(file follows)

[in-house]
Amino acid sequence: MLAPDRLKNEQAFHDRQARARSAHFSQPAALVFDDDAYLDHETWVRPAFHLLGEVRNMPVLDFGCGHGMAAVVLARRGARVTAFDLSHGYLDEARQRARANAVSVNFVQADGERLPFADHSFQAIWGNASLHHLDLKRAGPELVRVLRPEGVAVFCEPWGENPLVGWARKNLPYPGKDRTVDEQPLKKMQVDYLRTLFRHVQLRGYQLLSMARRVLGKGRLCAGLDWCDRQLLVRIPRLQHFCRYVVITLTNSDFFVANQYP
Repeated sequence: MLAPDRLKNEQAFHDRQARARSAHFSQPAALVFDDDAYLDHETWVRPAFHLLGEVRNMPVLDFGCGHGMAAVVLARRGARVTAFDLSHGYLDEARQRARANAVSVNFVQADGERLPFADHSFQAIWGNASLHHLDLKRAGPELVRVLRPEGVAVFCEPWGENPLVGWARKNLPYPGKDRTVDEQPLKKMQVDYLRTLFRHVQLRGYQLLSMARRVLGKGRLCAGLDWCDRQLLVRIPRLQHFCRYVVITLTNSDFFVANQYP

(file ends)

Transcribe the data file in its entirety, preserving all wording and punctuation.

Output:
[in-house]
Amino acid sequence: MLAPDRLKNEQAFHDRQARARSAHFSQPAALVFDDDAYLDHETWVRPAFHLLGEVRNMPVLDFGCGHGMAAVVLARRGARVTAFDLSHGYLDEARQRARANAVSVNFVQADGERLPFADHSFQAIWGNASLHHLDLKRAGPELVRVLRPEGVAVFCEPWGENPLVGWARKNLPYPGKDRTVDEQPLKKMQVDYLRTLFRHVQLRGYQLLSMARRVLGKGRLCAGLDWCDRQLLVRIPRLQHFCRYVVITLTNSDFFVANQYP
Repeated sequence: MLAPDRLKNEQAFHDRQARARSAHFSQPAALVFDDDAYLDHETWVRPAFHLLGEVRNMPVLDFGCGHGMAAVVLARRGARVTAFDLSHGYLDEARQRARANAVSVNFVQADGERLPFADHSFQAIWGNASLHHLDLKRAGPELVRVLRPEGVAVFCEPWGENPLVGWARKNLPYPGKDRTVDEQPLKKMQVDYLRTLFRHVQLRGYQLLSMARRVLGKGRLCAGLDWCDRQLLVRIPRLQHFCRYVVITLTNSDFFVANQYP